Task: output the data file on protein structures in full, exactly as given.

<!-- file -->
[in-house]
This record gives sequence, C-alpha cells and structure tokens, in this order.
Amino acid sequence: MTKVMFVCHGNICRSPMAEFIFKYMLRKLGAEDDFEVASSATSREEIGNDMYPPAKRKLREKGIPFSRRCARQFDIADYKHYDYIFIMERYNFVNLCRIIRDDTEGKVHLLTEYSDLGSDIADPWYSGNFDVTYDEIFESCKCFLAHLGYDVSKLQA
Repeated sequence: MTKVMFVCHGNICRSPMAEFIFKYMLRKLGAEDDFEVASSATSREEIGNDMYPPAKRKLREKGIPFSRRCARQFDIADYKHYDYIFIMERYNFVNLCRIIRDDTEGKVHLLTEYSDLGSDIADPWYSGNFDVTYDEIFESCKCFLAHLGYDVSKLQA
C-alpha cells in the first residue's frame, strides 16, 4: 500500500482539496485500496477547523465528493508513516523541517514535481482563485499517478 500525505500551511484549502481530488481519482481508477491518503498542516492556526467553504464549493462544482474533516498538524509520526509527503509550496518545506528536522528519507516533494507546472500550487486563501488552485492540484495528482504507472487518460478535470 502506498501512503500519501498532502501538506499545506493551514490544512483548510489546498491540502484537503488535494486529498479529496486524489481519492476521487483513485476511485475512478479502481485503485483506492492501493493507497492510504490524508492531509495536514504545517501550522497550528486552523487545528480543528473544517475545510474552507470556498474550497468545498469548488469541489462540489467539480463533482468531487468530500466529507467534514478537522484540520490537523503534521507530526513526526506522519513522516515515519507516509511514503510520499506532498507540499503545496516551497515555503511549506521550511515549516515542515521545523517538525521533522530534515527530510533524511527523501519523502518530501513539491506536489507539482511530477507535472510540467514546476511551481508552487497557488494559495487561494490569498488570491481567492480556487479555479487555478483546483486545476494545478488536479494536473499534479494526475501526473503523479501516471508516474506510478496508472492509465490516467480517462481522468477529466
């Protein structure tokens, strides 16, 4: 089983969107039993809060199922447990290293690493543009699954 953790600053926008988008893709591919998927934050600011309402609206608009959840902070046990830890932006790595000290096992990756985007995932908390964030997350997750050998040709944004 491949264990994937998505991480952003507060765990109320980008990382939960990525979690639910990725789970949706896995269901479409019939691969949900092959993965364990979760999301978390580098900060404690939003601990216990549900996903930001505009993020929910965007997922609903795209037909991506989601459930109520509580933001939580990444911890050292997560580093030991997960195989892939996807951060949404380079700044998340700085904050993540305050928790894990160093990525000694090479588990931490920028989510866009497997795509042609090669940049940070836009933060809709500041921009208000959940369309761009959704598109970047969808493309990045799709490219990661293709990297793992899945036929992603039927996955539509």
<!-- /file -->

[in-house]
This record gives sequence, C-alpha cells and structure tokens, in this order.
Amino acid sequence: MTKVMFVCHGNICRSPMAEFIFKYMLRKLGAEDDFEVASSATSREEIGNDMYPPAKRKLREKGIPFSRRCARQFDIADYKHYDYIFIMERYNFVNLCRIIRDDTEGKVHLLTEYSDLGSDIADPWYSGNFDVTYDEIFESCKCFLAHLGYDVSKLQA
Repeated sequence: MTKVMFVCHGNICRSPMAEFIFKYMLRKLGAEDDFEVASSATSREEIGNDMYPPAKRKLREKGIPFSRRCARQFDIADYKHYDYIFIMERYNFVNLCRIIRDDTEGKVHLLTEYSDLGSDIADPWYSGNFDVTYDEIFESCKCFLAHLGYDVSKLQA
C-alpha cells in the first residue's frame, strides 16, 4: 500500500482539496485500496477547523465528493508513516523541517514535481482563485499517478 500525505500551511484549502481530488481519482481508477491518503498542516492556526467553504464549493462544482474533516498538524509520526509527503509550496518545506528536522528519507516533494507546472500550487486563501488552485492540484495528482504507472487518460478535470 502506498501512503500519501498532502501538506499545506493551514490544512483548510489546498491540502484537503488535494486529498479529496486524489481519492476521487483513485476511485475512478479502481485503485483506492492501493493507497492510504490524508492531509495536514504545517501550522497550528486552523487545528480543528473544517475545510474552507470556498474550497468545498469548488469541489462540489467539480463533482468531487468530500466529507467534514478537522484540520490537523503534521507530526513526526506522519513522516515515519507516509511514503510520499506532498507540499503545496516551497515555503511549506521550511515549516515542515521545523517538525521533522530534515527530510533524511527523501519523502518530501513539491506536489507539482511530477507535472510540467514546476511551481508552487497557488494559495487561494490569498488570491481567492480556487479555479487555478483546483486545476494545478488536479494536473499534479494526475501526473503523479501516471508516474506510478496508472492509465490516467480517462481522468477529466
């Protein structure tokens, strides 16, 4: 089983969107039993809060199922447990290293690493543009699954 953790600053926008988008893709591919998927934050600011309402609206608009959840902070046990830890932006790595000290096992990756985007995932908390964030997350997750050998040709944004 491949264990994937998505991480952003507060765990109320980008990382939960990525979690639910990725789970949706896995269901479409019939691969949900092959993965364990979760999301978390580098900060404690939003601990216990549900996903930001505009993020929910965007997922609903795209037909991506989601459930109520509580933001939580990444911890050292997560580093030991997960195989892939996807951060949404380079700044998340700085904050993540305050928790894990160093990525000694090479588990931490920028989510866009497997795509042609090669940049940070836009933060809709500041921009208000959940369309761009959704598109970047969808493309990045799709490219990661293709990297793992899945036929992603039927996955539509």